Portsmouth’s new ‘mega crane’ to revolutionise Royal Navy frigate and destroyer repairs

0
Have your say

PLANS are being drawn up to install a mammoth mega crane which will loom over Portsmouth Naval Base, The News can reveal.

The 72m-tall fixture is being fitted as part of defence giant BAE Systems’ £600m contract of works to improve the military hub and maintain the Royal Navy’s fleet of warships.

Aerial shot of Portsmouth Naval Base with HMS Queen Elizabeth alongside side, accompanied by a Type 45 destroyer 'Photo: Andrew Tyrrell / Ordnance Survey

Aerial shot of Portsmouth Naval Base with HMS Queen Elizabeth alongside side, accompanied by a Type 45 destroyer 'Photo: Andrew Tyrrell / Ordnance Survey

Work on the mighty device, which is almost half the height of the Spinnaker Tower and capable of lifting weights of about 30 tonnes, is expected to begin in summer next year.

Dutch steel firm De Kok Staalbouw will be fitting the crane, which will become the tallest object on the naval base, towering 30m above the existing largest structure, the ship hall.

Once installed, the crane will provide the heavy-lifting muscle at docks 14 and 15 – where frigates and destroyers are repaired.

Expected to be fully in position by November next year, the lifting device will be capable of hauling the enormous weights with ease.

A concept design of what the new crane, that will soon loom over Portsmouth Naval Base as the military hub's tallest structure, could look like.

A concept design of what the new crane, that will soon loom over Portsmouth Naval Base as the military hub's tallest structure, could look like.

The news has delighted campaigners in Portsmouth who felt the piece of kit would strengthen the city’s hand in securing lucrative repair work for Britain’s new fleet of frigates, the Type 26.

READ MORE: Pressure ramps up on MoD to name Portsmouth as refit base for Royal Navy frigates

Councillor Donna Jones, the city’s Tory chief and former leader of Portsmouth City Council, said: ‘The announcement of the new “super” crane planned for HM Naval Base Portsmouth is a brilliant endorsement of Portsmouth’s capability and long-term future,’ she said.

‘There is no doubt in my mind that Portsmouth is the ideal and only location for the repair and maintenance works of the new Type 26 frigates.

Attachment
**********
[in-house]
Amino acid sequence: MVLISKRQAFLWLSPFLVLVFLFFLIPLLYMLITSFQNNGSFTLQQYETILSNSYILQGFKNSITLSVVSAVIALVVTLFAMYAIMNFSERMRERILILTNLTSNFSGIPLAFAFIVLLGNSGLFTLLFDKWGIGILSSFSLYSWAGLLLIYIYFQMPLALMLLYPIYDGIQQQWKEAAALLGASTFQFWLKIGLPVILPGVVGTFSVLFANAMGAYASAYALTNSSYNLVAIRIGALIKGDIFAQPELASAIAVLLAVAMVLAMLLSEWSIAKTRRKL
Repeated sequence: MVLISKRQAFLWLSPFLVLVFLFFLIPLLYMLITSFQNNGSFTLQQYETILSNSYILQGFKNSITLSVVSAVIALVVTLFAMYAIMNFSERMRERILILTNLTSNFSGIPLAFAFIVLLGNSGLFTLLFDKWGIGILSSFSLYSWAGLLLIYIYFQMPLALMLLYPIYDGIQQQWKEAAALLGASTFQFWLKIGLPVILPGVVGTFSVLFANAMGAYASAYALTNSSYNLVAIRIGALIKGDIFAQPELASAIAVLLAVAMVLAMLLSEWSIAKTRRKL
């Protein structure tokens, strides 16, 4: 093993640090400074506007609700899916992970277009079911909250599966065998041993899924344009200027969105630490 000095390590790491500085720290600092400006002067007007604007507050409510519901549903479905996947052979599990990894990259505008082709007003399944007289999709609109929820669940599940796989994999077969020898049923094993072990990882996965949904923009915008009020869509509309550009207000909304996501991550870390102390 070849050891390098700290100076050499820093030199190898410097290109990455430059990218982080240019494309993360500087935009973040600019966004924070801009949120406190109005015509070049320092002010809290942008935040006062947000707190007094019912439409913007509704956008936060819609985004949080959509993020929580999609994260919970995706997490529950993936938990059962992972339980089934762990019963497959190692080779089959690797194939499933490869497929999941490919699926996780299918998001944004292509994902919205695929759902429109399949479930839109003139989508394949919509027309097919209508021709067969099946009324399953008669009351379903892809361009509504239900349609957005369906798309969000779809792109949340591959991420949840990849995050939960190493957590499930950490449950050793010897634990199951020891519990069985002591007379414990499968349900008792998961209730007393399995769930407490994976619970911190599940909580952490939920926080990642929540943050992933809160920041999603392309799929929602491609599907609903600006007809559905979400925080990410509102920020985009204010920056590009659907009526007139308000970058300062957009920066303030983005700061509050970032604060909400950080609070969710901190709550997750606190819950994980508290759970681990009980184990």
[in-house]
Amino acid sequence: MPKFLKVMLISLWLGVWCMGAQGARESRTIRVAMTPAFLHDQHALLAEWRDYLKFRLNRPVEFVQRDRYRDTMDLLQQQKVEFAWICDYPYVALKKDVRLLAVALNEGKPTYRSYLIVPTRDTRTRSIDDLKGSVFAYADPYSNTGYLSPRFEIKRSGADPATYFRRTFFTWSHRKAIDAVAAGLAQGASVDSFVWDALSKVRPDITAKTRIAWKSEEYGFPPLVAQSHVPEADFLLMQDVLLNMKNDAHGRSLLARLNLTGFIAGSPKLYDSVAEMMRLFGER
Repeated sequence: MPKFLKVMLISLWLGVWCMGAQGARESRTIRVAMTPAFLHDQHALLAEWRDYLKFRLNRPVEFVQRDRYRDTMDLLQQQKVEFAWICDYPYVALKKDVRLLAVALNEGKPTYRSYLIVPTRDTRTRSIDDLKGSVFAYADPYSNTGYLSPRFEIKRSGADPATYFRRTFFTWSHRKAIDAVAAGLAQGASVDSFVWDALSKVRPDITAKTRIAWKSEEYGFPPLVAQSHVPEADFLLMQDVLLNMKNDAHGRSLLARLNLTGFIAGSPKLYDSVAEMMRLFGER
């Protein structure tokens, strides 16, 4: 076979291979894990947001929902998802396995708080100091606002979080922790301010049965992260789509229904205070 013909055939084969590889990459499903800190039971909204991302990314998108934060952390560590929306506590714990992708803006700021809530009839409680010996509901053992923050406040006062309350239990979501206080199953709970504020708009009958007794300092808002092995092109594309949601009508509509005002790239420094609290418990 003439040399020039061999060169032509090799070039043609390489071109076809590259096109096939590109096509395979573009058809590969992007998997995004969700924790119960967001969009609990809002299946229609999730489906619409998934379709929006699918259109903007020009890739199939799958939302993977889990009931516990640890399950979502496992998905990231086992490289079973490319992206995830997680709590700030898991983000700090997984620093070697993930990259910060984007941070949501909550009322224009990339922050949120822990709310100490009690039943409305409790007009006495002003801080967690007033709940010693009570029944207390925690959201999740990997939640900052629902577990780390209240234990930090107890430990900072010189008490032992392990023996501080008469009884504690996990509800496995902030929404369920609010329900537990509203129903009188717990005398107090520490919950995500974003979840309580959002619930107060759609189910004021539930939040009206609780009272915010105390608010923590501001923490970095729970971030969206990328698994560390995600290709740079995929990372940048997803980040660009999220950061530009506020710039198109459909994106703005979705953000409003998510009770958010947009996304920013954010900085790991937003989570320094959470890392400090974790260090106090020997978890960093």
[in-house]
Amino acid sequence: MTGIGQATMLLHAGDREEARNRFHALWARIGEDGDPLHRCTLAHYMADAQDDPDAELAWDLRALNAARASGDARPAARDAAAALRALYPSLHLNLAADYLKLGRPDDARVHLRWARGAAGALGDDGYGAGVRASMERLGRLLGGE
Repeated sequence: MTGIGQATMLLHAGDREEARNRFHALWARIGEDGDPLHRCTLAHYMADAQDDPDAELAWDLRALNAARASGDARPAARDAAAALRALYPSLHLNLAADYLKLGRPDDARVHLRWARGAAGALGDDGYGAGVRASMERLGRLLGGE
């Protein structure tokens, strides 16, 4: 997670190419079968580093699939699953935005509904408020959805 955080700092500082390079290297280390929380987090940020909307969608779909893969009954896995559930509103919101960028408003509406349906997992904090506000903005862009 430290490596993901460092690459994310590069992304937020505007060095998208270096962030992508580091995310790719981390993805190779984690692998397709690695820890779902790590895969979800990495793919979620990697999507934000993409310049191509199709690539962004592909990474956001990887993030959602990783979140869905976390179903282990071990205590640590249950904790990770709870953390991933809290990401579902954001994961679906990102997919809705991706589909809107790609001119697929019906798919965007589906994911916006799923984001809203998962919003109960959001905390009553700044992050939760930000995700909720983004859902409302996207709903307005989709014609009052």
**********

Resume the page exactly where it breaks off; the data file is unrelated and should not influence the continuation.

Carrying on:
‘Our capability being home to the new supercarriers makes Portsmouth one of the most sophisticated naval bases in the world and a key facility to support Nato capabilities.

‘This crane is key and it’s great news.’

READ MORE: Hundred welcome home HMS Queen Elizabeth after ship returns from landmark mission to America 

The work is part of the £600m maritime services delivery framework contract awarded to BAE Systems in 2014 to both manage the naval base and carry out work to maintain the navy’s surface fleet.

Jon Pearson, warship support director with BAE Systems maritime services, was excited by the new piece of kit.

He said: ‘This new crane is one element of a wider infrastructure improvement plan for Portsmouth Naval Base that BAE Systems is committed to deliver jointly with the Royal Navy.

‘It will significantly increase our capability to support the deep maintenance of destroyers and frigates and forms part of our joint “Team Portsmouth” commitment to increasing the effectiveness of our operations on the base.’

The news comes after the naval base’s biggest stint of investment in a generation.

More than £100m has been pumped in to modernise the key military site and prepare it for the arrival of the navy’s two new Queen Elizabeth-class aircraft carrier, the first of which, HMS Queen Elizabeth, arrived last year.

Her sister ship, HMS Prince of Wales, is expected to arrive at some point next year.

As previously reported, defence secretary Gavin Williamson revealed all eight of the Type 26s would be based in Plymouth.

However, no official word has been given on where the ships will be repaired.

but a source at the MoD hinted to The News that Portsmouth could be in line to receive the contract which could be worth millions to the economy.